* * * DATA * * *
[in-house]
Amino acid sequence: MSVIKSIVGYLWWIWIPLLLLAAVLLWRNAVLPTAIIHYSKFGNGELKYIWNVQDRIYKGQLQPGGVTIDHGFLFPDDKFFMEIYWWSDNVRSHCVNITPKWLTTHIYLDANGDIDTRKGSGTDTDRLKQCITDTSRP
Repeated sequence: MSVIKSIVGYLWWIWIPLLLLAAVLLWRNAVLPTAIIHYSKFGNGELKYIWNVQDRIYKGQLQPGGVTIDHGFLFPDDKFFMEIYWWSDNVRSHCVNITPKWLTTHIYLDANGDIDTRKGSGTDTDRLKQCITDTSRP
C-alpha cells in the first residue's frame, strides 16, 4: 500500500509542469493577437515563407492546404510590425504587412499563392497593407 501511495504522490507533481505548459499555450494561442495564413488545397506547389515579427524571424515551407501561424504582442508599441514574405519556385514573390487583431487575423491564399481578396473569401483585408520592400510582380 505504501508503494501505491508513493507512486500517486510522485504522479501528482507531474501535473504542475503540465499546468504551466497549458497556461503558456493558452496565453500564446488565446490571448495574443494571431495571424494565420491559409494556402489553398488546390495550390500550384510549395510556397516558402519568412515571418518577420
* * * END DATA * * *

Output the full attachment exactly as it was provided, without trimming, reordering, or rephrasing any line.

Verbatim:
[in-house]
Amino acid sequence: MSVIKSIVGYLWWIWIPLLLLAAVLLWRNAVLPTAIIHYSKFGNGELKYIWNVQDRIYKGQLQPGGVTIDHGFLFPDDKFFMEIYWWSDNVRSHCVNITPKWLTTHIYLDANGDIDTRKGSGTDTDRLKQCITDTSRP
Repeated sequence: MSVIKSIVGYLWWIWIPLLLLAAVLLWRNAVLPTAIIHYSKFGNGELKYIWNVQDRIYKGQLQPGGVTIDHGFLFPDDKFFMEIYWWSDNVRSHCVNITPKWLTTHIYLDANGDIDTRKGSGTDTDRLKQCITDTSRP
C-alpha cells in the first residue's frame, strides 16, 4: 500500500509542469493577437515563407492546404510590425504587412499563392497593407 501511495504522490507533481505548459499555450494561442495564413488545397506547389515579427524571424515551407501561424504582442508599441514574405519556385514573390487583431487575423491564399481578396473569401483585408520592400510582380 505504501508503494501505491508513493507512486500517486510522485504522479501528482507531474501535473504542475503540465499546468504551466497549458497556461503558456493558452496565453500564446488565446490571448495574443494571431495571424494565420491559409494556402489553398488546390495550390500550384510549395510556397516558402519568412515571418518577420